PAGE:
The Supreme Court (Photo: Andrew Harrer / Bloomberg)
WASHINGTON — The Supreme Court weighed into one of the thorniest issues in the Middle East conflict — who has sovereignty over Jerusalem — ruling that courts have the power to decide whether Congress can order that passports for U.S. citizens born there list "Israel" as their birthplace.
The justices, ruling 8 to 1 on Monday, passed the decision back to a lower court. So Menachem Binyamin Zivotofsky, now 9, will have to wait to find out what his passport will look like.
The U.S. has long taken the position that sovereignty over Jerusalem, which Israelis and Palestinians both claim as their capital, must be resolved in negotiations, so the government does not recognize Israeli sovereignty there. But in 2002, Congress passed a bill urging that the U.S. Embassy in Tel Aviv be relocated to Jerusalem and ordering that "Israel" should be listed as the birthplace for those born in the city who request it.
The George W. Bush and Obama administrations argued that the law was unconstitutional because it impinged on the president's right to conduct foreign policy.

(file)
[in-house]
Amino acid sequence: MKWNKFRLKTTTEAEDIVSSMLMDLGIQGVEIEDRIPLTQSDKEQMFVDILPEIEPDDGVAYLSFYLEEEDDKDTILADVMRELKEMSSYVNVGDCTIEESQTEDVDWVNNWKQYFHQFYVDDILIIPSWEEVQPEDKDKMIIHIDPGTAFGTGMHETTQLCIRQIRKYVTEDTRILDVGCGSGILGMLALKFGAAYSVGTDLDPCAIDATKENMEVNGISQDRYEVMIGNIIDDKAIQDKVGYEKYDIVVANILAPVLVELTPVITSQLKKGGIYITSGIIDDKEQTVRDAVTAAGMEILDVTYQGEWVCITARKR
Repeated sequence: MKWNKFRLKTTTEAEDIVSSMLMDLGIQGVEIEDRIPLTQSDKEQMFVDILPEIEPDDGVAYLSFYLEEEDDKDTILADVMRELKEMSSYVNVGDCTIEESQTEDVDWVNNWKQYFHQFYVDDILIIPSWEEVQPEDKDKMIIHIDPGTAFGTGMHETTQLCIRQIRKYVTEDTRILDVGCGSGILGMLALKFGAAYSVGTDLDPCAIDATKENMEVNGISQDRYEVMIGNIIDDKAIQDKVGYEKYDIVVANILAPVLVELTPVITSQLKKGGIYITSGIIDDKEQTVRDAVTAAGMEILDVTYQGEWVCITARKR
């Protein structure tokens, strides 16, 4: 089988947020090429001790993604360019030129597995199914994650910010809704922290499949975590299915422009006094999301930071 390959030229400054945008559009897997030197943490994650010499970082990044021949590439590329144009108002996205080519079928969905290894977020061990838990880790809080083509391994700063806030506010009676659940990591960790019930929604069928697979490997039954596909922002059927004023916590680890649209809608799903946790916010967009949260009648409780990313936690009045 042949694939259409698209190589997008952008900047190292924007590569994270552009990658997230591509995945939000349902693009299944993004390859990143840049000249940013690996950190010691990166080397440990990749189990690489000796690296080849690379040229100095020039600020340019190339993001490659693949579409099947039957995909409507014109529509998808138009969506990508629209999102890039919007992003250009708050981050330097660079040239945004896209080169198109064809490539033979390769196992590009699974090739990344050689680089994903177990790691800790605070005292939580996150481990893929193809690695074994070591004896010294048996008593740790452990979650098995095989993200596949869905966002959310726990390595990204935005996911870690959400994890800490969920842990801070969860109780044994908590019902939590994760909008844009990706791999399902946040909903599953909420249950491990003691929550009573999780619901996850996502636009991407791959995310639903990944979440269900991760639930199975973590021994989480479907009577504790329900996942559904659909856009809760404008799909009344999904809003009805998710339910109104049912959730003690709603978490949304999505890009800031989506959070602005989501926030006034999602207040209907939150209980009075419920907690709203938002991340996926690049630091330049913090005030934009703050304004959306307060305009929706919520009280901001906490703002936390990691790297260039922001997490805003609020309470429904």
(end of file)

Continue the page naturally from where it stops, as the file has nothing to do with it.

Ultimately, the case probably will return to the high court. "I hope this gets resolved favorably so this boy can put Israel on his passport before his bar mitzvah four years from now," said Nathan Lewin, his lawyer.
Fess up, we all know this is about much more than what Menachem wants for his bar mitzvah. This case is scary. Not only would it set a precedent of sorts regarding Israeli sovereignty over Jerusalem, but it also would play directly into the lobby's hands if Congress is granted the power to conduct foreign policy. Coming soon - Ileana Ros-Lehtinen as secretary of state.